I’m on cloud nine right now, and I just thought that all of you should know!
- Officially licensed by the MLB
- Officially licensed by the MLB
It’s not because my Dodgers have finally gotten their act together and are breathing down the Arizona Diamondbacks’ necks in the National League West. Oh, I am giddy about that, but it isn’t the reason for my newfound happiness.
I’m stoked because I now know I can write for a powerful sports website whose name everyone knows. I don’t write for that site, but I know that I am capable of doing so.
How do I know this, you might be wondering? A syndicated writer for said sports site posted a column this week on the Dodgers and his thoughts on what it will take for them to win the NL West and have a successful second half of the season.
This writer basically said for the Dodgers to be successful, they need to do the following: (1) stay healthy; (2) get production from the back end of the starting rotation; and (3) be lucky.
I’m waiting for this writer’s next article “How to win the lottery” with advice on how to hit it big by picking the correct Lotto numbers. Heck, I bet even IQ-challenged Anaheim Angels fans (I know, that’s redundant!) could have figured this out about how to improve the Dodgers’ second-half hopes.
I know some other insightful ways in which the Dodgers can ensure second-half baseball success: (1) Score more runs than their opponents; (2) have their starting pitchers throw complete-game shutouts in every game; and (3) never let Brandon League in another game.
Sure, it would be nice if the Dodgers had some bounces go their way in the second half. It would also be nice if their opponents in the NL West were a bit unlucky. A healthy lineup will also help the team’s chances to make the postseason.
Here are some of the most important things I think need to happen in order for the Dodgers to be right where they should at the end of the season:
• Matt Kemp needs to get his head on straight – It’s obvious Kemp is physically askew, but I think it’s even more apparent that his head’s not right. Kemp used to be the most feared hitter in the Dodgers’ lineup. Now, Ian Kennedy, Matt Cain and other division rival pitchers would prefer to pitch to Kemp over at least four other Dodgers. If I am Kennedy, give me Kemp with the bases loaded right now over Hanley Ramirez, Yasiel Puig, Adrian Gonzalez and Andre Ethier. MLB Network broke down Kemp’s swing last season before his shoulder injury versus this season’s futile stroke. Kemp’s mechanics are definitely different than when he was in his other-worldly groove early last season. Four homers in 224 plate appearances is not going to cut it if the Dodgers are going to surpass the Diamondbacks and hold off the Rockies and Giants.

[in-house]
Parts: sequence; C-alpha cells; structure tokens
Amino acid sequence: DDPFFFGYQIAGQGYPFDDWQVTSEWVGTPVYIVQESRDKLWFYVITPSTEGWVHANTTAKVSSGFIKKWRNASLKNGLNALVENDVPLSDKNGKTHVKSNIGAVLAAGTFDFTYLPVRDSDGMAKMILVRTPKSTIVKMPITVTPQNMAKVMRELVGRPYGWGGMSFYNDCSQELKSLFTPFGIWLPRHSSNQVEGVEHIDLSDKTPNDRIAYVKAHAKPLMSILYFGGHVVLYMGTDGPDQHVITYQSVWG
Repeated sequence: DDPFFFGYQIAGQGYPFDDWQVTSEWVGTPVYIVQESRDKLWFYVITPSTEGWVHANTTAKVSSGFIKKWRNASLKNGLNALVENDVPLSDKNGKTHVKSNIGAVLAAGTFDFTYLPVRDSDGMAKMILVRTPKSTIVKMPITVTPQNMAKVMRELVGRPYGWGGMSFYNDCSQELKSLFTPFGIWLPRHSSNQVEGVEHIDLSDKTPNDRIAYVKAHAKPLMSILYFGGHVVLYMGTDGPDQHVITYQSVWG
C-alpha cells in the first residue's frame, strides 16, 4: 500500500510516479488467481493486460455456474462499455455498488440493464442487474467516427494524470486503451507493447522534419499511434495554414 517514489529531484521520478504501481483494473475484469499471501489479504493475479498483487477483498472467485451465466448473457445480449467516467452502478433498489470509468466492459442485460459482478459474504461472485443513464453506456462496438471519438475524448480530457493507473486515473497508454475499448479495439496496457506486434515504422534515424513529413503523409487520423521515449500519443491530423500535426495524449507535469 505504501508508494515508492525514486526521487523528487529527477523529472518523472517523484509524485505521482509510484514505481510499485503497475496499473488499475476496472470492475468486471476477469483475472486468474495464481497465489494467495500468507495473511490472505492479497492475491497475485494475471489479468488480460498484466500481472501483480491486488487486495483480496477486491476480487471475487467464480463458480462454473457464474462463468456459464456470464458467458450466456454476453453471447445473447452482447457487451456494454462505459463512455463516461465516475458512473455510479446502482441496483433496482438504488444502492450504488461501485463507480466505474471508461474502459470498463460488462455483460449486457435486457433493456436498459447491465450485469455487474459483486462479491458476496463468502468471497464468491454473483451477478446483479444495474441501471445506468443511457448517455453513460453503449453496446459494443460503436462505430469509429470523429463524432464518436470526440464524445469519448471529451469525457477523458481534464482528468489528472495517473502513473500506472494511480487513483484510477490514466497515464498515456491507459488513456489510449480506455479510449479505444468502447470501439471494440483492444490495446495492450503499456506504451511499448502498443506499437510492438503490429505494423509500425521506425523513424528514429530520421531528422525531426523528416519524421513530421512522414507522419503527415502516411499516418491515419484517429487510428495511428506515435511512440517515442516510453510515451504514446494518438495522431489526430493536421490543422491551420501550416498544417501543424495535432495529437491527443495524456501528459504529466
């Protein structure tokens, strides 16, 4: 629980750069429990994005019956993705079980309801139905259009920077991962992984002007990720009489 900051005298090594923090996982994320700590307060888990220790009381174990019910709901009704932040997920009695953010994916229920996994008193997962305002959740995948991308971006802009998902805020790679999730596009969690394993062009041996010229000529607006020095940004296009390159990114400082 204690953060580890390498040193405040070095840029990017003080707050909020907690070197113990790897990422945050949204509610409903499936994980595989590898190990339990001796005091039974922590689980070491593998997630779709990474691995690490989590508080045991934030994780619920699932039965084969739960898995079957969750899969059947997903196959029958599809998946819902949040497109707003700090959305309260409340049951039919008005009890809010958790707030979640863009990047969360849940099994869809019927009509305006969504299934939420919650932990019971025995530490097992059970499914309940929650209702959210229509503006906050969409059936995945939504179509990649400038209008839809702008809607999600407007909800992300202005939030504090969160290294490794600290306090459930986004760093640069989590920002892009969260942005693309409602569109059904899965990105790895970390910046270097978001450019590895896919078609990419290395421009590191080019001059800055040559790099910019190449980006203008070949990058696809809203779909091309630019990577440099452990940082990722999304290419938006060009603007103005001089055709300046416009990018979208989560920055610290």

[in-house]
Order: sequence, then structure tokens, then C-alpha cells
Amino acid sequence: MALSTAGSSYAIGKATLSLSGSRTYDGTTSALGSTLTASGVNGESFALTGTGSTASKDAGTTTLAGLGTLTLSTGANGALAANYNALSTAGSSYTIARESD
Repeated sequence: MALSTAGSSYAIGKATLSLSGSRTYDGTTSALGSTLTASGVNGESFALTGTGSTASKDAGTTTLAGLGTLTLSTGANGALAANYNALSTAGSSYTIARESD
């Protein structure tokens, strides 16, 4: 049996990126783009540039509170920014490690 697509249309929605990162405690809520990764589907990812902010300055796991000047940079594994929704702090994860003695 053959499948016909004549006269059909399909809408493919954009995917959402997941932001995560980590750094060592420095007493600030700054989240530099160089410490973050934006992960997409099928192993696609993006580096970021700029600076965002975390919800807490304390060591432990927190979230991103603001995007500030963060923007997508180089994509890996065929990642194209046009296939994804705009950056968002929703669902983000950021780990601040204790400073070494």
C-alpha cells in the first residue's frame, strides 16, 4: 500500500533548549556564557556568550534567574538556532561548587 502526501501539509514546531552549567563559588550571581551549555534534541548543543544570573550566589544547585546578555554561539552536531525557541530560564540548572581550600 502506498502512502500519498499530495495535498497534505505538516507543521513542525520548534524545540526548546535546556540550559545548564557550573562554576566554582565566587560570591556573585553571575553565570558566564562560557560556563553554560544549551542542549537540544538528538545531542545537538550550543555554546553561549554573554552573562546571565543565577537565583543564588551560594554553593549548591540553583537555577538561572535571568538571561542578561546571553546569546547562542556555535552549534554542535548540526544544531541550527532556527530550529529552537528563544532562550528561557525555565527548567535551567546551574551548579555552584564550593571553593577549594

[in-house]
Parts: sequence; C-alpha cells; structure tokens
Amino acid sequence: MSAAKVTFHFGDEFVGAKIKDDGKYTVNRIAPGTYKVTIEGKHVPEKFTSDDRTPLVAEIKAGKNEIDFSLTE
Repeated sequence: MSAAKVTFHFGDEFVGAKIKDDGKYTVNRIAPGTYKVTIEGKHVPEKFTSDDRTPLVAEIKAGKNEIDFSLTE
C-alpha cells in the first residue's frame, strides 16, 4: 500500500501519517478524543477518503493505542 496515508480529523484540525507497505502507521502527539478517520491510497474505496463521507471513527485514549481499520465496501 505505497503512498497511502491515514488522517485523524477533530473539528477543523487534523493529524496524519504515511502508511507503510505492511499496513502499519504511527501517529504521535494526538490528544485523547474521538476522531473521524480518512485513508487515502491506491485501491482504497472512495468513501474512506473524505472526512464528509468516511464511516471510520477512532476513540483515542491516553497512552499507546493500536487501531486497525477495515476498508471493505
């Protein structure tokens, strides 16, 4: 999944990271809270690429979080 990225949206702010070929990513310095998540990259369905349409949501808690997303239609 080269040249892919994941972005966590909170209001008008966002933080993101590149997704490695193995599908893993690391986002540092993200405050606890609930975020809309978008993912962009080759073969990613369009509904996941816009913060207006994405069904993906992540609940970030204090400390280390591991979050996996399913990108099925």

• The bullpen needs to continue to shine – Until the Dodgers’ transformation began on June 22, the bullpen was one of the team’s biggest Achilles heels. It didn’t matter who was inserted in the middle innings of games, because failure was spread evenly throughout the pen. One improvement in the bullpen came with the merciful removal of League in the ninth inning in favor of Kenley Jansen. Jansen has anchored the closer’s spot, which has seemed to have a trickle-down effect. Two lefties – Paco Rodriguez and J.P. Howell – have also been rock-solid for the Dodgers. Rodriguez has struck out 38 hitters in 34.1 innings with a 2.36 ERA. Howell has been even better, posting a 2-0 record with a 2.27 ERA. The Dodgers need continued production from Howell and Rodriguez, as well as improvements from Ronald Belisario (4-5, 3.56 ERA) and Jose Dominguez (2.45 ERA).
• Adrian Gonzalez and Hanley Ramirez need to stay healthy – Puig has been the feel-good story of the season’s first half for the Dodgers. Puig-mania has engulfed the city of Los Angeles. However, Gonzalez is the MVP of the team over the first half and the Dodgers need him to remain injury-free. Gonzalez leads the team in virtually every offensive category – home runs (14), RBIs (59), hits (103), runs (38) and doubles (20). He has been the Rock of Gibraltar for the Dodgers when Kemp and Ethier have struggled and Carl Crawford has been injured. Ramirez has been lights-out since his return from the disabled list after his thumb injury in April. Ramirez has helped take some of the offensive pressure off Gonzalez, and the Dodgers need him in the daily lineup the rest of the season. Ramirez has publicly said that he loves playing in Los Angeles and is amenable to a long-term contract extension. The Dodgers need to lock Ramirez up and enjoy finally having a solid bat in the lineup from the normally weak shortstop position.